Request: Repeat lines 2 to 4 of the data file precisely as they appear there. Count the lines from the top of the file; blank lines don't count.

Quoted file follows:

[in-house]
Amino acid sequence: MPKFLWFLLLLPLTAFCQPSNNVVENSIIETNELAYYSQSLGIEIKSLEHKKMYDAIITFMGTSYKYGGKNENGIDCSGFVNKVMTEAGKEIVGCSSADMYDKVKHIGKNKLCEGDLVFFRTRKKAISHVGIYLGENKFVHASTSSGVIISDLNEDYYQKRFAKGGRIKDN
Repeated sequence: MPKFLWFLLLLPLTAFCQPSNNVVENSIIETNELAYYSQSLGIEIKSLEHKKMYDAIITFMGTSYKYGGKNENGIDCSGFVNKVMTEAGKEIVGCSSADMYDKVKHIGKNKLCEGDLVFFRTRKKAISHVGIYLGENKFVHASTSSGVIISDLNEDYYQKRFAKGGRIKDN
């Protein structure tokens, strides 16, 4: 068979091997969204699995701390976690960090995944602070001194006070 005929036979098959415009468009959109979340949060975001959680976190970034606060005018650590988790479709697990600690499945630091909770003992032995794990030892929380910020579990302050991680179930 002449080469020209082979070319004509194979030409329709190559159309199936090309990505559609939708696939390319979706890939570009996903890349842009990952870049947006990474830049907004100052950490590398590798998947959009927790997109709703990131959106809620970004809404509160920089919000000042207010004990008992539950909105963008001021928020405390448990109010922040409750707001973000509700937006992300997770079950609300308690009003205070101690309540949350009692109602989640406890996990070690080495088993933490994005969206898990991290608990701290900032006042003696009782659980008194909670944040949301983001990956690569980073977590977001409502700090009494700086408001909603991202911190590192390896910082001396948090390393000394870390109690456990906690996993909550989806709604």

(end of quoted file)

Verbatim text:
Amino acid sequence: MPKFLWFLLLLPLTAFCQPSNNVVENSIIETNELAYYSQSLGIEIKSLEHKKMYDAIITFMGTSYKYGGKNENGIDCSGFVNKVMTEAGKEIVGCSSADMYDKVKHIGKNKLCEGDLVFFRTRKKAISHVGIYLGENKFVHASTSSGVIISDLNEDYYQKRFAKGGRIKDN
Repeated sequence: MPKFLWFLLLLPLTAFCQPSNNVVENSIIETNELAYYSQSLGIEIKSLEHKKMYDAIITFMGTSYKYGGKNENGIDCSGFVNKVMTEAGKEIVGCSSADMYDKVKHIGKNKLCEGDLVFFRTRKKAISHVGIYLGENKFVHASTSSGVIISDLNEDYYQKRFAKGGRIKDN
């Protein structure tokens, strides 16, 4: 068979091997969204699995701390976690960090995944602070001194006070 005929036979098959415009468009959109979340949060975001959680976190970034606060005018650590988790479709697990600690499945630091909770003992032995794990030892929380910020579990302050991680179930 002449080469020209082979070319004509194979030409329709190559159309199936090309990505559609939708696939390319979706890939570009996903890349842009990952870049947006990474830049907004100052950490590398590798998947959009927790997109709703990131959106809620970004809404509160920089919000000042207010004990008992539950909105963008001021928020405390448990109010922040409750707001973000509700937006992300997770079950609300308690009003205070101690309540949350009692109602989640406890996990070690080495088993933490994005969206898990991290608990701290900032006042003696009782659980008194909670944040949301983001990956690569980073977590977001409502700090009494700086408001909603991202911190590192390896910082001396948090390393000394870390109690456990906690996993909550989806709604």